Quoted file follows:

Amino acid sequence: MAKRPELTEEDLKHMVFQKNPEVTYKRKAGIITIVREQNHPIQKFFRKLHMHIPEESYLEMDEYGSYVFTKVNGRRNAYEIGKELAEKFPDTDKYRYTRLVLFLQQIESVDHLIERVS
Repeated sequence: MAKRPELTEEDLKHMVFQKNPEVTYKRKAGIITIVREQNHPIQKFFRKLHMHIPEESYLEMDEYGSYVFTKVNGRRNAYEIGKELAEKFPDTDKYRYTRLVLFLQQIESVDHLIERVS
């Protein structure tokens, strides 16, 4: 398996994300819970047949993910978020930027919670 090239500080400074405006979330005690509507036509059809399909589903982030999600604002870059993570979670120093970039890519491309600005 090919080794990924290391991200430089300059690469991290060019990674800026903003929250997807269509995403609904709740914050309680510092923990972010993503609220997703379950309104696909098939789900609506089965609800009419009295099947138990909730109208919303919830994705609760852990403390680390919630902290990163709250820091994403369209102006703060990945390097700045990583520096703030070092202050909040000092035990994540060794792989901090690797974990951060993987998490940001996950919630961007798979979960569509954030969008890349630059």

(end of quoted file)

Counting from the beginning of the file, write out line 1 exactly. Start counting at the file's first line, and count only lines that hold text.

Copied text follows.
Amino acid sequence: MAKRPELTEEDLKHMVFQKNPEVTYKRKAGIITIVREQNHPIQKFFRKLHMHIPEESYLEMDEYGSYVFTKVNGRRNAYEIGKELAEKFPDTDKYRYTRLVLFLQQIESVDHLIERVS